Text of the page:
The 1800s

Australian Football initiated by Thomas Wills.
First set of rules formulated.
July 10: Melbourne Football Club formed.
Aug 7: First recorded ‘match’: Scotch College v Melbourne Grammar School in Yarra Park, with no formal rules.

May 17: Melbourne FC rules formulated.
July 18: Geelong Football Club formed.

July: Carlton Football Club formed. 

North Melbourne Football Club formed.

Field umpires introduced. Previously, rival captains had awarded free kicks.
Essendon Football Club formed.

April 2: St Kilda Football Club formed.
Team uniforms introduced. Previously, caps had been the only distinguishing feature.

May 12: New code of rules drawn up.
All players required to be registered with one club only.
June 19: South Melbourne Football Club formed (called Cecil FC, then changed to SMFC on July 15).

All senior matches required to be started on time.

Game established in New Zealand.

April 30: South Australian Football Association established.
May 7: Victorian Football Association established.
Oval shaped playing areas generally replaced the rectangular versions.

MCC finally allows football to be played regularly on the MCG.
July 1: First intercolonial representative match: Victoria v South Australia, played in Melbourne.
Aug 5: First match played at night using electric light: Collingwood Rifles and East Melbourne Artillery draw in front of 12,000.

April 26: Footscray Football Club formed; Sept 26: Fitzroy Football Club formed.

Feb 20: Richmond Football Club formed.

Players on both sides required to take up their allotted positions on the field.

Feb 12: Collingwood Football Club formed.

Essendon claimed championship by winning all its matches.

Oct 2: Delegates from Geelong, Essendon, Collingwood, Fitzroy, Melbourne & South Melbourne met to form the VFL as a break-away competition.
Oct 3: Collingwood defeated South Melbourne at the East Melbourne Cricket Ground in the first play-off match to decide premiership winner.

VFA reduced teams from 20 to 18 players.
Feb 5: VFL headquarters established at Port Phillip Club Hotel, Flinders St.
May 8: First round of VFL matches played.
First organised finals system implemented.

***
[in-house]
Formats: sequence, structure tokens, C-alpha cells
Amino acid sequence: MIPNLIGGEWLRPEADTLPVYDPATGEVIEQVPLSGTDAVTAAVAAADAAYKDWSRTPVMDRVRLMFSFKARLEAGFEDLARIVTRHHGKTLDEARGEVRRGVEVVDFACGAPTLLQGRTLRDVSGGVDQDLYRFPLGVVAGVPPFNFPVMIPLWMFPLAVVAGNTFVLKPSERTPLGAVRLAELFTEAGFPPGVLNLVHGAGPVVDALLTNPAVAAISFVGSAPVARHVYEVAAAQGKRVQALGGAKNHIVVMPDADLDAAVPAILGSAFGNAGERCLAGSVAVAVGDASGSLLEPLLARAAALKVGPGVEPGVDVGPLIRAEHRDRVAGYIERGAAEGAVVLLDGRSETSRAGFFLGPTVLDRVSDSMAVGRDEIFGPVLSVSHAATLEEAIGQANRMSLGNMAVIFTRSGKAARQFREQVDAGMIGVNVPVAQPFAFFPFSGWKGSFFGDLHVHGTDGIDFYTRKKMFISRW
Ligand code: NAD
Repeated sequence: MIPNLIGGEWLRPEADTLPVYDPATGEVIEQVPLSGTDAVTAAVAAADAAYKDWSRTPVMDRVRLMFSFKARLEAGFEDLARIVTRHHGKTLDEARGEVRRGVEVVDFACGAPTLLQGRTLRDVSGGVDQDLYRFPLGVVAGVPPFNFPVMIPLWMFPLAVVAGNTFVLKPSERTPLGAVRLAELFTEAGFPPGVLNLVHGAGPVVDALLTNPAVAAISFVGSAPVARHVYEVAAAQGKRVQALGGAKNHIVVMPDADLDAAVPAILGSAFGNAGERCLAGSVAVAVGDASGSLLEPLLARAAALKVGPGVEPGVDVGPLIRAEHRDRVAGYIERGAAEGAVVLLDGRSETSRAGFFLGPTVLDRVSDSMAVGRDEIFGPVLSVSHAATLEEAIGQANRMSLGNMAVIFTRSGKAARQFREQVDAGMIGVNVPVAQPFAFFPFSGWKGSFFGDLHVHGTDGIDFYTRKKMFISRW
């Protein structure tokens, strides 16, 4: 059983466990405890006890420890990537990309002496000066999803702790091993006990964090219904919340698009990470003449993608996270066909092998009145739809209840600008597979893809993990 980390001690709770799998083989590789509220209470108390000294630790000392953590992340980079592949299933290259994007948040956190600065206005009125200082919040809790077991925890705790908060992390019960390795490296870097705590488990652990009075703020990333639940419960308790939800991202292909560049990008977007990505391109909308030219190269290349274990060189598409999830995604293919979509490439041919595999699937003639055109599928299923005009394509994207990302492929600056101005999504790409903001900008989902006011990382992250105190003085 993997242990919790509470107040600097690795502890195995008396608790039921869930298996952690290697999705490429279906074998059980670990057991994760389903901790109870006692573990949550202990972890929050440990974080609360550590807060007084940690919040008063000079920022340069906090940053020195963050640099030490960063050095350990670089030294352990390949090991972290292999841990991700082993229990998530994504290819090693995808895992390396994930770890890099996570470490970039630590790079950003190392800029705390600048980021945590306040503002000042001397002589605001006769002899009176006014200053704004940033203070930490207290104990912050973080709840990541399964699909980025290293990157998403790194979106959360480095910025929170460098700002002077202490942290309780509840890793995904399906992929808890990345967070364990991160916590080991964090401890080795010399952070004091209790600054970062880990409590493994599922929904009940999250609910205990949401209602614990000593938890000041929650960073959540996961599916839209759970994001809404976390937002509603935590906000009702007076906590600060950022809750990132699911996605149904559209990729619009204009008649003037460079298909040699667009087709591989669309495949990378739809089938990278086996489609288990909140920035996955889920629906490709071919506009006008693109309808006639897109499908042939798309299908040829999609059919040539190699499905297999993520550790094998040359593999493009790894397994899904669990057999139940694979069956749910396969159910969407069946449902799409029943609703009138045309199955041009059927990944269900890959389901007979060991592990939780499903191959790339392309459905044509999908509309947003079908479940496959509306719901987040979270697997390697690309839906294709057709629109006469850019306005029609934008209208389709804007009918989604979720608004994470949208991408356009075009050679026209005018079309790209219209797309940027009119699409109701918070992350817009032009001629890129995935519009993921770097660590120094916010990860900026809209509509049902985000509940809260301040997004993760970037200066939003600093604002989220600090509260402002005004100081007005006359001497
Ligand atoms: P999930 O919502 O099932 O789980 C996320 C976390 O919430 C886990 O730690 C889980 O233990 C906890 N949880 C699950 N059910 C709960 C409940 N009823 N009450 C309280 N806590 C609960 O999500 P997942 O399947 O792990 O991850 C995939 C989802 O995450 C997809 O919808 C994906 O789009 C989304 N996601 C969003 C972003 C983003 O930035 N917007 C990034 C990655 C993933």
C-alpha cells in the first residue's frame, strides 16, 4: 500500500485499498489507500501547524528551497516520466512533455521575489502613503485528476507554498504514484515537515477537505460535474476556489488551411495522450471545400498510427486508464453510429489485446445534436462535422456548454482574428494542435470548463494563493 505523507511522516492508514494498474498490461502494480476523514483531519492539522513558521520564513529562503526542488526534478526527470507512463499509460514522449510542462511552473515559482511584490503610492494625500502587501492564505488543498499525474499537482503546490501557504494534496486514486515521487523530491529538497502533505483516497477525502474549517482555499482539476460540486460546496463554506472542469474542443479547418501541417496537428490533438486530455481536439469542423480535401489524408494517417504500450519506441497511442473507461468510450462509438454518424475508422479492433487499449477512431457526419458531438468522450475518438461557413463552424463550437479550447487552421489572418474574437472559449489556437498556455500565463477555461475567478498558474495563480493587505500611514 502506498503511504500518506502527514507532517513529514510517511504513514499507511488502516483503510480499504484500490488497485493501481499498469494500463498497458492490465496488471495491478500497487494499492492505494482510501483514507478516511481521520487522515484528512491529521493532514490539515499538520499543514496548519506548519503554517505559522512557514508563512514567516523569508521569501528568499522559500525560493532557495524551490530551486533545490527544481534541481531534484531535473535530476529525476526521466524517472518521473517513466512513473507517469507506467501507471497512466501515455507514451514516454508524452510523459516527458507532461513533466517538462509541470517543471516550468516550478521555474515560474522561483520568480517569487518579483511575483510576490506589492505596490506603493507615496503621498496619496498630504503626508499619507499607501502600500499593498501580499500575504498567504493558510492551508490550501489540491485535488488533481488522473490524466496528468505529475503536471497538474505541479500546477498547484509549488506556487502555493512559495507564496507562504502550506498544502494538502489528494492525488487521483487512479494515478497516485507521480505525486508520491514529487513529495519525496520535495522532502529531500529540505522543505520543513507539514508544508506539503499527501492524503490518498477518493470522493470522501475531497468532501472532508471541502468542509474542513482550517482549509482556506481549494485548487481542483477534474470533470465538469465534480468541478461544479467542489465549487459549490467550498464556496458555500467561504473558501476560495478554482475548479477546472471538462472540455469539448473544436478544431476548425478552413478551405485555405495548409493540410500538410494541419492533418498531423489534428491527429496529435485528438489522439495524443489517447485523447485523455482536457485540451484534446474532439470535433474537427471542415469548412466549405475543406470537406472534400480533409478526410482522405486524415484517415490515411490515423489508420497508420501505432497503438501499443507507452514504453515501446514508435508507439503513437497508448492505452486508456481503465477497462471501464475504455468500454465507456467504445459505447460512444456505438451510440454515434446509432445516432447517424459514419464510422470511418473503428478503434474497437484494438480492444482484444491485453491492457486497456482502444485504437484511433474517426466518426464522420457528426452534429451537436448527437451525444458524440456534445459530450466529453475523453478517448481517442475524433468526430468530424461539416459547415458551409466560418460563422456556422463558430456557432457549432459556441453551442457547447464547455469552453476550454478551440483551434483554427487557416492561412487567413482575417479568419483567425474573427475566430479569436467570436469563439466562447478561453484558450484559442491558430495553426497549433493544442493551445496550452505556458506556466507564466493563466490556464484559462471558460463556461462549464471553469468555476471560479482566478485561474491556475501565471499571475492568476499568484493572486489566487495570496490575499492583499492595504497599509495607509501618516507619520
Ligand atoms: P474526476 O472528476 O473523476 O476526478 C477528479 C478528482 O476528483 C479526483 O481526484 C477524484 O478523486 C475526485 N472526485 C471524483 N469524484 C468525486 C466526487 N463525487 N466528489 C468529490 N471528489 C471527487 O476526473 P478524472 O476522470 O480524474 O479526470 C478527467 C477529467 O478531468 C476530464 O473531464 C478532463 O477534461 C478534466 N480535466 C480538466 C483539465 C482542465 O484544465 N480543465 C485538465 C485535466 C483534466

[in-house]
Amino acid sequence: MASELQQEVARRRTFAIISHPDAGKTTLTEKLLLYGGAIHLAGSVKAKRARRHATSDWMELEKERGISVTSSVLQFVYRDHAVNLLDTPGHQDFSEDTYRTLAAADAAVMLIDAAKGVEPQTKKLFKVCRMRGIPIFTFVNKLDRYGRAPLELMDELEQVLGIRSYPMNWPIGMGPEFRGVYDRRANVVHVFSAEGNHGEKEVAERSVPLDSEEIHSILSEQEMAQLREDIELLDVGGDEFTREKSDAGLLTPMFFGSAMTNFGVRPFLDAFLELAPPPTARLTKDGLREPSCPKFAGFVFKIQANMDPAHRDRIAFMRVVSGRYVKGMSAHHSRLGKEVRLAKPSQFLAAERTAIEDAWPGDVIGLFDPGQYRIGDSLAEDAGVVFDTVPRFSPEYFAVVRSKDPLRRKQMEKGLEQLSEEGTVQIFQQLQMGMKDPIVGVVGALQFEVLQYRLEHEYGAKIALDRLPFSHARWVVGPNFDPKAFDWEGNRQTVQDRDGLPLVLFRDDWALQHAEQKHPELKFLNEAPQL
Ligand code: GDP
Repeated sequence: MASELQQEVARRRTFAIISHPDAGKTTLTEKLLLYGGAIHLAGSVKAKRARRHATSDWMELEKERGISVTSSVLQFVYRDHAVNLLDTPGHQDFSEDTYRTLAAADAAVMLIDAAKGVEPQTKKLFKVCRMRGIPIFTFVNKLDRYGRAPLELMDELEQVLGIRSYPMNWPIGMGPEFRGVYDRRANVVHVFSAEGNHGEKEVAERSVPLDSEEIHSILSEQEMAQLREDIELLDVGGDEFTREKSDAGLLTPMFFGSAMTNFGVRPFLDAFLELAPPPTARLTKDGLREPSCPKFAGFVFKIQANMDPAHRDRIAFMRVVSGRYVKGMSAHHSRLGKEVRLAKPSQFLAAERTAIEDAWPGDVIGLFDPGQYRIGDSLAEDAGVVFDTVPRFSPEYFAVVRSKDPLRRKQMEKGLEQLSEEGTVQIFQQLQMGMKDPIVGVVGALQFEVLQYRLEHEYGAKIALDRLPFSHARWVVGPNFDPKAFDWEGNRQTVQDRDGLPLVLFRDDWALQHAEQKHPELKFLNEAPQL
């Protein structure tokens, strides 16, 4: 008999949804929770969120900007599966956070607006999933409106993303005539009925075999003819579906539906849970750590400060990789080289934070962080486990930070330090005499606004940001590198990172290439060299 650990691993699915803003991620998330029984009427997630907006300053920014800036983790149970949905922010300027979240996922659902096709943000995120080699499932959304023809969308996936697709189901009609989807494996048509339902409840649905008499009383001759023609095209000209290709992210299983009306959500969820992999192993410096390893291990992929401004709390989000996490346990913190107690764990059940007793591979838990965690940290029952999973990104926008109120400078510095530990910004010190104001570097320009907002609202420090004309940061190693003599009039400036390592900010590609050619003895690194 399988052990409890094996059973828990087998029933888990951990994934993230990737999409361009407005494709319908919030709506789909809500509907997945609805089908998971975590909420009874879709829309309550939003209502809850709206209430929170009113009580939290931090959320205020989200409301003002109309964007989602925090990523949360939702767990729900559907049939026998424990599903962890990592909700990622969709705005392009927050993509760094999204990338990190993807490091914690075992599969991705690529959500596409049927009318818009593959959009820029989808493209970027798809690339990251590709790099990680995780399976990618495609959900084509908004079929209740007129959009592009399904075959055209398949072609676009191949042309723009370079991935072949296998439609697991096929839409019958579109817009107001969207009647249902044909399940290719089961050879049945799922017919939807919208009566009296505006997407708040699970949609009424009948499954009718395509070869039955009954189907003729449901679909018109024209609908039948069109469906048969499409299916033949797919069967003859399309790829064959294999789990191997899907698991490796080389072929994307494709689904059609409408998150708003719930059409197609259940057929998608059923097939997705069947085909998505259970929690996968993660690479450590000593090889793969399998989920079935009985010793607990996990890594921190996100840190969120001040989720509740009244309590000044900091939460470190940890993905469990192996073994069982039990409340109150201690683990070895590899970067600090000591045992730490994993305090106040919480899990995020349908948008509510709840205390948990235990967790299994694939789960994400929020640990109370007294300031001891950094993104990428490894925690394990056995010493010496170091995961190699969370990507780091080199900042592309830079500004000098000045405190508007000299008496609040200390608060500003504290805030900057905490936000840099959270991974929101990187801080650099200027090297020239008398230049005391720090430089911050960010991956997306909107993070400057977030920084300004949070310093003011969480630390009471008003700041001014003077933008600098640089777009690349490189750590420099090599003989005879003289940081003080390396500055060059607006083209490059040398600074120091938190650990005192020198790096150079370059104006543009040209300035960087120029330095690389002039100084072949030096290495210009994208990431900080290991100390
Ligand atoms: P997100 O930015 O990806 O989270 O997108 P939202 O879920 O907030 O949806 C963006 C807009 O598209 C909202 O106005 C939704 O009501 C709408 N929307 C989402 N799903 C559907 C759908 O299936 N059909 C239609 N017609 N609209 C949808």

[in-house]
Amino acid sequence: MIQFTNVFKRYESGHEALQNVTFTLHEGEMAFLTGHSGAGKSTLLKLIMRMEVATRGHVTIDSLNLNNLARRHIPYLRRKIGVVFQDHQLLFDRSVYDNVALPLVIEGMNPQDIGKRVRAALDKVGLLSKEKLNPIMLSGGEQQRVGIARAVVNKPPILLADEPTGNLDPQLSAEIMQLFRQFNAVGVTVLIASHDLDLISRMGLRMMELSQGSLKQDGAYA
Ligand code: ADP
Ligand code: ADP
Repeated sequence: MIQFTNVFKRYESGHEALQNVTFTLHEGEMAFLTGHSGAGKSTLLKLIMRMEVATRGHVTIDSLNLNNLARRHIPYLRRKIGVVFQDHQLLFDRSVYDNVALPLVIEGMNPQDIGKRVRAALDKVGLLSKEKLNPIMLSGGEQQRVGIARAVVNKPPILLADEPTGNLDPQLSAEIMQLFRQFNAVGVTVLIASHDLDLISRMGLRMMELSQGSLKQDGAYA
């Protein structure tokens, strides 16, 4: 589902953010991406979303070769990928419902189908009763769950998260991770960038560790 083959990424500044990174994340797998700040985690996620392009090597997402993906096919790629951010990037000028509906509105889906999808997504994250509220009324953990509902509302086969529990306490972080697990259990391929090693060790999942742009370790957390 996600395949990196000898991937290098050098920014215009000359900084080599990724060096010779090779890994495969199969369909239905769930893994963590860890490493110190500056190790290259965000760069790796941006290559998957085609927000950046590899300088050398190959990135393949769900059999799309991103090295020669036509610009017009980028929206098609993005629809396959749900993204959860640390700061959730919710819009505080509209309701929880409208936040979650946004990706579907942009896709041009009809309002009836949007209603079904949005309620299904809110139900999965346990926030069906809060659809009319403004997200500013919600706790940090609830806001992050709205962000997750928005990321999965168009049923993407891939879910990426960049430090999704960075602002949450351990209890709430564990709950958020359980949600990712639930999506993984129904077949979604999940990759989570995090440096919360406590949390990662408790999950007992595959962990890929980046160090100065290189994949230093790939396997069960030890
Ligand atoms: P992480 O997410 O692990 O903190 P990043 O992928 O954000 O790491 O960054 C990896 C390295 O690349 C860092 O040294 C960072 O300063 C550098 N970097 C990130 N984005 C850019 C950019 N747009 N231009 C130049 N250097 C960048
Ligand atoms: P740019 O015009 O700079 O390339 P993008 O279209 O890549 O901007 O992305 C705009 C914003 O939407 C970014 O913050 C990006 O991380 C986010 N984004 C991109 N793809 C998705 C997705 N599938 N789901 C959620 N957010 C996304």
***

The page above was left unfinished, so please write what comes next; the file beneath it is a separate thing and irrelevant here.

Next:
VFL reduced teams from 20 to 18 players.
Sept 9: St Kilda registered a VFL record low score of one point against Geelong at Corio Oval.


Ban placed on players wearing hats or caps not in club colours.
May 5: St Kilda successfully protested against Melbourne to win its first VFL match after 48 straight losses.

April 9: Hawthorn Football Club formed.
Carlton appoints Jack Worrall as first ever VFL coach.

May 23/Aug 3: Two premiership matches played in Sydney. Fitzroy d Collingwood and Geelong d Carlton.

May 28: One premiership match played in Sydney. Melbourne d Essendon.

November: Australasian Football Council formed.

Richmond and University Football Clubs admitted to the competition.
First Australasian Football Carnival held in Melbourne, won by Victoria. New Zealand participates.
July 24: VFL administrative headquarters transferred to the Block Arcade, Collins St.

June 5: Geelong successfully protested against St Kilda for playing disqualified player. Boundary umpires first given power to report players.

VFL conducted investigation regarding bribery scandal.

VFL approved official player payments.
Second Australian Football Carnival held
in Adelaide, won by SA.

April 27: VFL players first wore guernsey numbers in all matches.
April 27: The Football Record first published.

VFL Independent Tribunal instituted.

Metropolitan zoning introduced.
Third Australian Football Carnival held in Sydney, won by Victoria.
Aug 29: University played its last VFL match.

Only four VFL clubs, Carlton, Collingwood, Fitzroy and Richmond competed.

Geelong and South Melbourne rejoined the competition.

Essendon and St Kilda rejoined the competition.
Aug 24: South Melbourne v Carlton semi-final postponed seven days because of heavy rain.